Trump could be facing his first veto override right before he leaves the White House


Donald Trump
President Donald Trump. Evan Vucci/AP
  • President Donald Trump may be facing his first congressional veto override in the final days of his presidency.

  • An overwhelming majority of lawmakers from the Democratic-controlled House supported a defense bill in a 335-78 vote, which exceeds the two-thirds majority needed to slap down a potential veto from Trump.

  • Numerous House Republicans have voiced support of overriding a Trump veto, including his staunchest allies who have urged the president to fund the military.

  • Visit Business Insider’s homepage for more stories.

President Donald Trump may be facing his first bipartisan congressional veto override in the final days of his time in the White House, in an apparent rebuke of his “America First” policy.

House lawmakers on Tuesday voted on the annual defense budget bill, the National Defense Authorization Act (NDAA), which Trump has threatened to veto. Around $740 billion in funding is earmarked in the legislation to fund the entire US military for the next fiscal year. The bill includes substantive changes in troop deployments, a 3% pay raise for troops, as well as renaming the military bases that still bear the names of Confederate leaders within the next three years.

An overwhelming majority of lawmakers from the Democratic-controlled House supported the bill in a 335-78 vote, which exceeds the two-thirds majority needed to slap down a potential veto from Trump. The Senate will take up the final bill later this week and is also widely expected to approve it.

The next session of Congress is on January 3, just 17 days before Trump is scheduled to leave office. Trump has 10 days to act on the final bill once it reaches his desk. For the last 59 years, the NDAA has passed before it was set to expire at the end of the year.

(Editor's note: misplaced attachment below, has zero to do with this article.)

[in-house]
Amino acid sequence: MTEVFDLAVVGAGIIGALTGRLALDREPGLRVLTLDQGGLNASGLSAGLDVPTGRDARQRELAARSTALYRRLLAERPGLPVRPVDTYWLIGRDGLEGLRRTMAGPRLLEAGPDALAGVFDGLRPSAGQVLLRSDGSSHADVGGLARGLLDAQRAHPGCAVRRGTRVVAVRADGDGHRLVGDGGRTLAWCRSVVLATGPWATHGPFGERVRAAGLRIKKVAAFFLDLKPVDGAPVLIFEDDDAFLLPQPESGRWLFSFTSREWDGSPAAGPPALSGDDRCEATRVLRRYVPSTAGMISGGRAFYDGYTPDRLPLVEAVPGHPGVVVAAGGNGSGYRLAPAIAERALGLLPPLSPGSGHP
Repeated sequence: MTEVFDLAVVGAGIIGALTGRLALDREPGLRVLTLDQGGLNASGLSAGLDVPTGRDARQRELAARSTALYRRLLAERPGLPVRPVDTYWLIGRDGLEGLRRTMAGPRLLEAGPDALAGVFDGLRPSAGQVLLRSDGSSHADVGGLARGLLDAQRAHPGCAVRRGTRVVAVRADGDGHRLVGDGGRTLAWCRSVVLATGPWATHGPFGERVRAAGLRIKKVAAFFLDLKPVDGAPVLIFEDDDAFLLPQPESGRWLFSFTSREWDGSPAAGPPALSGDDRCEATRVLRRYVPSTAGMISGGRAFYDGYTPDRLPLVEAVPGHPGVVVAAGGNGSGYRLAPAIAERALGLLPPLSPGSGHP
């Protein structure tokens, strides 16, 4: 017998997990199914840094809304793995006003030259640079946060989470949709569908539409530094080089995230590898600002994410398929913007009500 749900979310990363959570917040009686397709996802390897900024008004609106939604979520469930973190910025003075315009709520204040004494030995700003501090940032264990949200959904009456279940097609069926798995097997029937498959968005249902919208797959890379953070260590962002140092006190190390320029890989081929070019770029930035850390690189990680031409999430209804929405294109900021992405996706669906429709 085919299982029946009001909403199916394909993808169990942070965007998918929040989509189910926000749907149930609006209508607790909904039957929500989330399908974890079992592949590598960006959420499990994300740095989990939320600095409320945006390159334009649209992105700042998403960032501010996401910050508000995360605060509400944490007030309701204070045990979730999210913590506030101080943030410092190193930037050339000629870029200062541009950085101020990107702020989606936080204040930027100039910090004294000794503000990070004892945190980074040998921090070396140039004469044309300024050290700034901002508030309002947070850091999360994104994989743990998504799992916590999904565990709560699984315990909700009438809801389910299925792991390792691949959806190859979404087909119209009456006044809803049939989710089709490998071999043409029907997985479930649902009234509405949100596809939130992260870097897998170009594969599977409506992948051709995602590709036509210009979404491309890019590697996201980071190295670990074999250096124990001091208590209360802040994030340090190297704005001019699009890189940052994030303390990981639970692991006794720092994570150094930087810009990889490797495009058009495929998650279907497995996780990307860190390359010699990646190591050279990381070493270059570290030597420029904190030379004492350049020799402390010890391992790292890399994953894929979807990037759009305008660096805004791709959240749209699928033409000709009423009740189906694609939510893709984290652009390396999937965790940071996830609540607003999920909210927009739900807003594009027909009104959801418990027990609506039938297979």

Trump had threatened to veto the bill in recent months, arguing in part that its provisions would dishonor the military. The president has long argued against renaming the military bases that honor Confederate leaders, as well as advocating for the repeal of legislation that protects tech companies from being liable for user content.

In addition to 10 US Army bases that are still named after Confederate leaders, other namesakes, including street names, would have to be changed under the new provision.

“Over the course of United States history, these locations have taken on significance to the American story and those who have helped write it that far transcends their namesakes,” the White House’s Office of Management and Budget said in a statement on Tuesday. “The Administration respects the legacy of the millions of American servicemen and women who have served with honor at these military bases, and who, from these locations, have fought, bled, and died for their country.”

Numerous House Republicans have voiced support of overriding a Trump veto, including his staunchest allies who have urged the president to sign the bill that will fund the military.

“We should override,” Republican Rep. Liz Cheney of Wyoming said to reporters, referring to how lawmakers should respond if Trump chooses to veto the military funding bill.

Democratic Rep. Adam Smith of Washington, the chairman of the Armed Services Committee also said “we will come back to vote to override.”

“There’s no question about it,” Republican Sen. Jim Inhofe of Oklahoma, the chairman of the Senate Armed Services Committee, said to Politico. “There’s no question about it. And so obviously, I would have to do what I could to override a veto.”

Meanwhile, some conservatives from the House Freedom Caucus, such as House Minority Leader Kevin McCarthy of California, came out in support of Trump and said they would not support overriding a veto.

Read the original article on Business Insider



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